Original article

Scand J Work Environ Health 1986;12 suppl 1:12-17    pdf

A review of experimental evidence for the carcinogenicity of man-made vitreous fibers.

by Davis JM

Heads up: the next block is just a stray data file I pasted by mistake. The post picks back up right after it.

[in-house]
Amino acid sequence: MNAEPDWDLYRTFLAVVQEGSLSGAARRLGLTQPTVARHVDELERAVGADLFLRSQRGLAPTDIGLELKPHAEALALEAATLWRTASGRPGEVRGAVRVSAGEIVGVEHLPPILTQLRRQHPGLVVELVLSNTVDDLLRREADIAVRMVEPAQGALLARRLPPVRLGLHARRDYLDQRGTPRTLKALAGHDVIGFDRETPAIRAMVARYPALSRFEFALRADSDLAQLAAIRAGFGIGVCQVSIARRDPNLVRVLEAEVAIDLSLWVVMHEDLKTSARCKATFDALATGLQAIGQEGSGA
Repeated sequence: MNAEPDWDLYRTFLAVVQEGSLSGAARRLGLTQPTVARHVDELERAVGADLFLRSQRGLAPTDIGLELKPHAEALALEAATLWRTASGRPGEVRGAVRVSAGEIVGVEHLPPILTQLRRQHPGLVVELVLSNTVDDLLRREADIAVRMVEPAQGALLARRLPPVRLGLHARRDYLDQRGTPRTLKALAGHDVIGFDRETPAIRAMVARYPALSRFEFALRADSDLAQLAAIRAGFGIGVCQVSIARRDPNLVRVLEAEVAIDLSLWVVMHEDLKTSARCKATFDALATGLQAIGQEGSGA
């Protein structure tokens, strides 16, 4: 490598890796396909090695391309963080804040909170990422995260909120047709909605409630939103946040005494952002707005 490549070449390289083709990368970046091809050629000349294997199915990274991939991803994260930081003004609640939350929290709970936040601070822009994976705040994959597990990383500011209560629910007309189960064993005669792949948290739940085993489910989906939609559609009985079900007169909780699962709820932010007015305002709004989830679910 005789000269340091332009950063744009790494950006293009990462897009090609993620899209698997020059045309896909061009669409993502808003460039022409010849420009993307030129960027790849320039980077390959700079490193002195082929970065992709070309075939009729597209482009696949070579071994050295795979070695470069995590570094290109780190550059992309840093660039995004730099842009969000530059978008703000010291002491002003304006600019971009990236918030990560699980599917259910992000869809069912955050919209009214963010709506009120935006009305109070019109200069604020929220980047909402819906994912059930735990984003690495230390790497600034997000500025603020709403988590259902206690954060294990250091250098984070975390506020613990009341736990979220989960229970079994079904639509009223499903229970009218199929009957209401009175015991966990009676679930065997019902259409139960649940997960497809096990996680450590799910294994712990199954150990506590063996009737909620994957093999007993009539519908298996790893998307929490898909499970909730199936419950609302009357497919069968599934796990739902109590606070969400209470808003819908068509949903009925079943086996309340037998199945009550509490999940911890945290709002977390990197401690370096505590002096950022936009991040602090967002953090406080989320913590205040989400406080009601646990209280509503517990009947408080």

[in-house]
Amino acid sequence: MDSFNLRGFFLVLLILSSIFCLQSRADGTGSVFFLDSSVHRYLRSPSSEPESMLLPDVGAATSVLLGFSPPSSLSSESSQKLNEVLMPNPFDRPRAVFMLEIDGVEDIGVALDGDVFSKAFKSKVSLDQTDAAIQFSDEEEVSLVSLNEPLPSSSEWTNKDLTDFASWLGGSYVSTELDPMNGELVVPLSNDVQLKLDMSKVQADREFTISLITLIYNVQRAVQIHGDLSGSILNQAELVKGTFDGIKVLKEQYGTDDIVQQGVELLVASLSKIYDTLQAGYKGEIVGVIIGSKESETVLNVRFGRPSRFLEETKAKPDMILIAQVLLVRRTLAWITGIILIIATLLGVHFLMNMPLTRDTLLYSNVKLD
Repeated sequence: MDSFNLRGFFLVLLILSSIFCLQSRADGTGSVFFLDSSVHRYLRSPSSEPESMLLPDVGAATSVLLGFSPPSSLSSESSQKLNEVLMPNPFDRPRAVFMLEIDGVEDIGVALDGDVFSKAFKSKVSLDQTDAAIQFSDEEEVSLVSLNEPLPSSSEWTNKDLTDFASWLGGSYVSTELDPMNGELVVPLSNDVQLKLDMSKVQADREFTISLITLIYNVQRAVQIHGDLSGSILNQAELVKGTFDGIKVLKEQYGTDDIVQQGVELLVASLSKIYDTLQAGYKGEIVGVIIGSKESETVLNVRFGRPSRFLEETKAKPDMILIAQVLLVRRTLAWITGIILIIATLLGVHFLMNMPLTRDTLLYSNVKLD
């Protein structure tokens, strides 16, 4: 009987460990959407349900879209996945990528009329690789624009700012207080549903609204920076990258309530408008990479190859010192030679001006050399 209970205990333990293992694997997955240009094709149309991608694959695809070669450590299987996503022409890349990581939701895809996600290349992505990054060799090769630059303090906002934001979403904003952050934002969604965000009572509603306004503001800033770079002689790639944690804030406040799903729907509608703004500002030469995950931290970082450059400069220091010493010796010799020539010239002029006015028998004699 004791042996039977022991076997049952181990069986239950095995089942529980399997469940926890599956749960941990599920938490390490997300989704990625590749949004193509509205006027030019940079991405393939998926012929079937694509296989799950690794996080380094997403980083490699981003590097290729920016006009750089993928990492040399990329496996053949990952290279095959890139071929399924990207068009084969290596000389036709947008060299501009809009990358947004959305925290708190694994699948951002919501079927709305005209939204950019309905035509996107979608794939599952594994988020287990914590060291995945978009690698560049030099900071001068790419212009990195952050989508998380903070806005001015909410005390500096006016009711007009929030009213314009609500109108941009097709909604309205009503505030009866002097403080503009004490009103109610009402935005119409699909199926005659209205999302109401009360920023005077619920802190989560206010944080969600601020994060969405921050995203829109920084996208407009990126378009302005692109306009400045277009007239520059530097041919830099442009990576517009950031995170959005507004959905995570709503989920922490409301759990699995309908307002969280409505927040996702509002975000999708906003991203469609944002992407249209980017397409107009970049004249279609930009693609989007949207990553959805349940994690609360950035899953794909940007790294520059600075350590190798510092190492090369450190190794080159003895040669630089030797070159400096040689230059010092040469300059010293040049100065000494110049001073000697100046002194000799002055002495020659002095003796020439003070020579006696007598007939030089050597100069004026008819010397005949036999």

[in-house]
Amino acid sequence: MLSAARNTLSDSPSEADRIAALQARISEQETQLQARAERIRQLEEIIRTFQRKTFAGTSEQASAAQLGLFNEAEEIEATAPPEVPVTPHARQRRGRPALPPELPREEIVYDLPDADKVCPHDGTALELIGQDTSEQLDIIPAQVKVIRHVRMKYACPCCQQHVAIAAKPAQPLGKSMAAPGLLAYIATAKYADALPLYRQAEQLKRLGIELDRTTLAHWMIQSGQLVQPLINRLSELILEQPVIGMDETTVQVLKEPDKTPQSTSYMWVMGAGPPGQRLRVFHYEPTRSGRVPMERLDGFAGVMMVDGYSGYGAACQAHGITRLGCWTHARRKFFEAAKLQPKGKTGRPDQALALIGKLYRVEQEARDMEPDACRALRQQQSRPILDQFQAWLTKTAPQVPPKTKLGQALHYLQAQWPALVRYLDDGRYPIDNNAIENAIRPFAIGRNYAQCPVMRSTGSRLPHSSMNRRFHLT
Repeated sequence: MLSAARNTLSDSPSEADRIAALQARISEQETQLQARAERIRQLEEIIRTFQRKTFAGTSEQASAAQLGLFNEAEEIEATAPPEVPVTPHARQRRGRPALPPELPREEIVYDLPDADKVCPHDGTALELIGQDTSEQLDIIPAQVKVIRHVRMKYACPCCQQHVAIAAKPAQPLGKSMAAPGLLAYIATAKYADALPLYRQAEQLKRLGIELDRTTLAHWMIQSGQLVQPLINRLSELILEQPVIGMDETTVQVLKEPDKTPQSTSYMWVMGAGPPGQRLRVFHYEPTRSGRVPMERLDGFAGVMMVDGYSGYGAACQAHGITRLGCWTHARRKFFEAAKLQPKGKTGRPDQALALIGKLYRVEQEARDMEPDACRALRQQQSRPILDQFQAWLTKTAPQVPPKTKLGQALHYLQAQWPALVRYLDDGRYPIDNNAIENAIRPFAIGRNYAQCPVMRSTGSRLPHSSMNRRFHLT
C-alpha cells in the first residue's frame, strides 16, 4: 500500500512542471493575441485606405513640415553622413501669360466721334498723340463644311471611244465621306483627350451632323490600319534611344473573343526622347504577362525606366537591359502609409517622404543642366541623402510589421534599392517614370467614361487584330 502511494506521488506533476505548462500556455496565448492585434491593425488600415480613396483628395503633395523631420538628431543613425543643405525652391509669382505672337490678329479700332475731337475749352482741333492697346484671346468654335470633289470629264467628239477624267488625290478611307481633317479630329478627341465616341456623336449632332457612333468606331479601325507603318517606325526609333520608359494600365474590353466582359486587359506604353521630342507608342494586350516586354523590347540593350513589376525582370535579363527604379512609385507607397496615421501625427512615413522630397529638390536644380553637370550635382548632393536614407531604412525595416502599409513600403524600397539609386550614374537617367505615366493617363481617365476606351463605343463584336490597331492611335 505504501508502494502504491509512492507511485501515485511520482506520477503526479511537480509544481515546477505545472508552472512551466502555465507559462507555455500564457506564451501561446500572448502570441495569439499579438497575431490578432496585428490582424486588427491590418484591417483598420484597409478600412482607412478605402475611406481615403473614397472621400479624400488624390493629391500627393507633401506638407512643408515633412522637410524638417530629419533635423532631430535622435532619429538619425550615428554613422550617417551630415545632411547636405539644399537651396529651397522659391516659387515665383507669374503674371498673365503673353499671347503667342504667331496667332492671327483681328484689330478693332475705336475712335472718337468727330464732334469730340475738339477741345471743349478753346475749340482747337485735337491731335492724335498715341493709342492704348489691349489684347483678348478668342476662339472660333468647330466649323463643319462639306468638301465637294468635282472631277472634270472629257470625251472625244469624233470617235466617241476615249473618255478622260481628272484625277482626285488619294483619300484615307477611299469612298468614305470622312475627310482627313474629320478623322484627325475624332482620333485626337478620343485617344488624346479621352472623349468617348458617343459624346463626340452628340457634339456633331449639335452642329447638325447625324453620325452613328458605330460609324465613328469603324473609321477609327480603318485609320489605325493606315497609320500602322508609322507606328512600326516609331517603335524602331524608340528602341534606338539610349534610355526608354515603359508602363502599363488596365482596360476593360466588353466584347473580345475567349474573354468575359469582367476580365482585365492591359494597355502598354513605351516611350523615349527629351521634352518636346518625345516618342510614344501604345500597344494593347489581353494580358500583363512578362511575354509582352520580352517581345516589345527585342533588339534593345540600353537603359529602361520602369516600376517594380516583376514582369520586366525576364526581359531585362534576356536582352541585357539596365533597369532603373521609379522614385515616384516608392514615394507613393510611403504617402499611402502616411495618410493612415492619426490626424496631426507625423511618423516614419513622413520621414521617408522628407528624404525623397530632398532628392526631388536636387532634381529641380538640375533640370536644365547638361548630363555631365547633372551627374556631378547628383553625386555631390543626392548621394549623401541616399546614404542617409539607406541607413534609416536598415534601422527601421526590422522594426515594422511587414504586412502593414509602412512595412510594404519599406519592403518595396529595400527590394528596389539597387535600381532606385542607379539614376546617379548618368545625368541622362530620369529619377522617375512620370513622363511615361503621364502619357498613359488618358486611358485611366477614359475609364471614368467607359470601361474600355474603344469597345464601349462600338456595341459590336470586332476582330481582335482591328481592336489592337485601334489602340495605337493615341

This paper reviews experimental studies on the carcinogenicity of man-made vitreous fibers. Long-term inhalation studies using several animal species and dust preparations of fibrous glass, rock wool or slag wool have produced little evidence of pulmonary fibrosis or pulmonary tumors. While some intratracheal injection studies found almost no pathological changes in lung tissue, some showed that pulmonary fibrosis can occur. Only one intratracheal injection study has reported that vitreous fibers can be carcinogenic; in contrast, many workers have reported that, following intrapleural or intraperitoneal injection, man-made vitreous fibers are highly carcinogenic, and tumor production appears to be closely related to fiber size. In vitro tests confirm that vitreous fibers can be toxic and can cause neoplastic transformation of cultured cells. The discrepancies between some experimental studies probably result from the relatively high solubility of most vitreous fibers. It seems likely that, while these fibers can survive in body cavities long enough to cause tumor production, they dissolve in lung tissue fast enough to have relatively little harmful effect. Rock-wool fibers appear more durable than glass- or slag-wool fibers, and, with similar fiber numbers and sizes in any dust cloud, this material is the most likely to have harmful potential.